Some BTI students have already applied for internships, and others have already had experience with internships.

“I have a potential internship during the summer at a biotech company called IncellDx. I’m excited about that, and I think there will be more opportunities [for internships],” said Leah Bloom, a sophomore in the biotech program.

Along with perks in college applications, internships allow students to experience biotechnology in the career world outside of school.

Immersive classes and possibilities for internships, the BTI program appeals to many students interested in science, but it’s not for all.

As a sophomore, it is Gavin McMicheal’s first year in the BTI program. He does not like the small pool of classes he can choose from and plans to leave the program next year.

“You basically get all biotech focused classes which are cool, but in the same sense, you cannot take any advanced classes,” McMichael said.

However, the BTI program did not fail to accomplish its ultimate goal: preparing students for their future, hopefully in the biotechnology field.

“It helped me realize how much I want to be in AP classes,” McMichael said.

Students are able to take all AP courses with the exception of English and History. In addition, all Biotech classes in BTI are dual-enrolled, meaning students earn both Carlmont and college credits.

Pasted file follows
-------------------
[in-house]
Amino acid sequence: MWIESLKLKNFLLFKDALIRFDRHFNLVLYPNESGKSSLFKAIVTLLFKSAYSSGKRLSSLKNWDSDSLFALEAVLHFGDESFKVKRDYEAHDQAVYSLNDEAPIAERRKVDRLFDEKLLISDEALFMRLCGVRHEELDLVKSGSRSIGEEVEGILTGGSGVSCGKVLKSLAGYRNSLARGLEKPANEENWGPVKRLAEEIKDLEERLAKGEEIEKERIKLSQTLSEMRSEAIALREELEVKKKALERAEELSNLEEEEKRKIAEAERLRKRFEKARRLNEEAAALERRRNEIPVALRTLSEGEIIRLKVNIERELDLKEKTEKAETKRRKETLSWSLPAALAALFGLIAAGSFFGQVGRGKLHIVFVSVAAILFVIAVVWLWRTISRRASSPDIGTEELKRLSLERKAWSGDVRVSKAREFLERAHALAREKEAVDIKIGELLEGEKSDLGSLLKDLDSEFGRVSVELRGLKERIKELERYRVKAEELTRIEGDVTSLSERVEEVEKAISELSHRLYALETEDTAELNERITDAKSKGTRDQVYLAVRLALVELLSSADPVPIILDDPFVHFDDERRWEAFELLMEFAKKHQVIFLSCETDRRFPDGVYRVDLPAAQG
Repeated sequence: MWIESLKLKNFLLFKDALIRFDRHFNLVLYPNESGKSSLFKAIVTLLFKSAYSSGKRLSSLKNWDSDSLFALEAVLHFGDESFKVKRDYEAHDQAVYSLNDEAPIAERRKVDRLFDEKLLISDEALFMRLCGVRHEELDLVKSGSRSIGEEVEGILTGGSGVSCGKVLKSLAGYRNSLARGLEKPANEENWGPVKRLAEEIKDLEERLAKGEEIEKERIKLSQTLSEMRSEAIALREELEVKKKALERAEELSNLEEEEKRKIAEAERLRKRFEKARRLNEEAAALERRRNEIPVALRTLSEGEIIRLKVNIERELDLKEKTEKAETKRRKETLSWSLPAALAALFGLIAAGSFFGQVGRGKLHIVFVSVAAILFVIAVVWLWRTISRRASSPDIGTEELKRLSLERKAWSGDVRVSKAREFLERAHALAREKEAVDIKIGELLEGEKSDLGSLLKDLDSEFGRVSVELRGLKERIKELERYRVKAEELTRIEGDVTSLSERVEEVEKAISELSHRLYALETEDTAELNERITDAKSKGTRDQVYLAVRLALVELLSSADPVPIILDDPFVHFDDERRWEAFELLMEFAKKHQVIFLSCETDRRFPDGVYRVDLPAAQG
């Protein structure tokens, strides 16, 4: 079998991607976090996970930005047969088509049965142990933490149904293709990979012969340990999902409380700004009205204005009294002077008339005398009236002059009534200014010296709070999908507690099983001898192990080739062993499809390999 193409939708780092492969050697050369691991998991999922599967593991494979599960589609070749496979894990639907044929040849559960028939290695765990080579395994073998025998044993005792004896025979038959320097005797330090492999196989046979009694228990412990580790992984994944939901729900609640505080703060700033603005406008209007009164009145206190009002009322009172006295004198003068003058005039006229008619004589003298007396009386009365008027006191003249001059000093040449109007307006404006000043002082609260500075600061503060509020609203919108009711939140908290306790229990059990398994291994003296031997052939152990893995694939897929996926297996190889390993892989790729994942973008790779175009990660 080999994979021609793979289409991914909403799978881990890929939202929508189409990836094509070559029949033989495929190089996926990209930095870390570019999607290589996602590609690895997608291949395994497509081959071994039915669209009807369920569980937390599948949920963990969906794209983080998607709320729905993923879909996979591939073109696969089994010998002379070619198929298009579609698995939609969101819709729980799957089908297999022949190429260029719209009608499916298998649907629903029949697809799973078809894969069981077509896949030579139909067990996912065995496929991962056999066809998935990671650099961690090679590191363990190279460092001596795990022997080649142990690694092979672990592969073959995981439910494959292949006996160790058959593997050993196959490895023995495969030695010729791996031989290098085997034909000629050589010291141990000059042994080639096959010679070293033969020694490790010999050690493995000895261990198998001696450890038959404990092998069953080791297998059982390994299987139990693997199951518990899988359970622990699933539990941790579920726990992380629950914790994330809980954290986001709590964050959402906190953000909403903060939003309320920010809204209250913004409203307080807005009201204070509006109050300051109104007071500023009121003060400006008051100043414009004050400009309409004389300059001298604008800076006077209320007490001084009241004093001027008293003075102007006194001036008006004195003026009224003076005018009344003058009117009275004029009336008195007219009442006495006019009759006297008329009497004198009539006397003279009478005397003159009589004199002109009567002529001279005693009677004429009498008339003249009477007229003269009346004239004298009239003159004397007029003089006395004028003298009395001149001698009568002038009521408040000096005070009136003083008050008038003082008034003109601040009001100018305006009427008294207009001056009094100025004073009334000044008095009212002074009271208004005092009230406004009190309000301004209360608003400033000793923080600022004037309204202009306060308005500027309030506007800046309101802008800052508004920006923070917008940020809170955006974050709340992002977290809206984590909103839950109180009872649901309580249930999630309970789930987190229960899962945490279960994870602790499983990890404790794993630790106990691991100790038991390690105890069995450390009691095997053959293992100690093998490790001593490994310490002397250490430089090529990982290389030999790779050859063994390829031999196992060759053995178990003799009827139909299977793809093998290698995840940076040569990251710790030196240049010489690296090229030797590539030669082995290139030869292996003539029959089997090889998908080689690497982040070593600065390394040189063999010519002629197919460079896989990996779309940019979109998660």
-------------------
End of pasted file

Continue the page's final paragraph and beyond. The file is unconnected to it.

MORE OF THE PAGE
Even though BTI wasn’t the right fit for McMichael, the program did what it was designed to do. Without trying it, McMichael would have never known what the course was all about, but now that he has tried BTI, he has a better understanding of his own goals.

“It also helped me realize my occupational goals,” McMichael said.

He is quite interested in biotech, from the immersive introduction he gets from BTI, and considers biotechnology an option for college. BTI looks to sharpen the hazy and indistinct cloud that is a high school student’s future by allowing them to explore the field of biotechnology.

“I want to get the experience and the skills needed for a scientific career out of BTI,” Bloom said. “Biotech has made me consider other potential careers I would have in this field.”

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About the Contributors
Kai Yoshida, Staff Writer
Kai Yoshida is currently a senior at Carlmont, and it is his third year of journalism. Yoshida is an avid soccer player and has been part of Carlmont's soccer team since freshman year. He also loves the outdoors and is enthusiastic about preserving it.
Jack Hansen, Scot Scoop Managing Editor
Jack Hansen is a senior and Scot Scoop managing editor. He is interested in math and computer science. To view his portfolio, click here. Twitter: @jackhansen108    

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The student news site of Carlmont High School in Belmont, California.
BTI students find paths for their future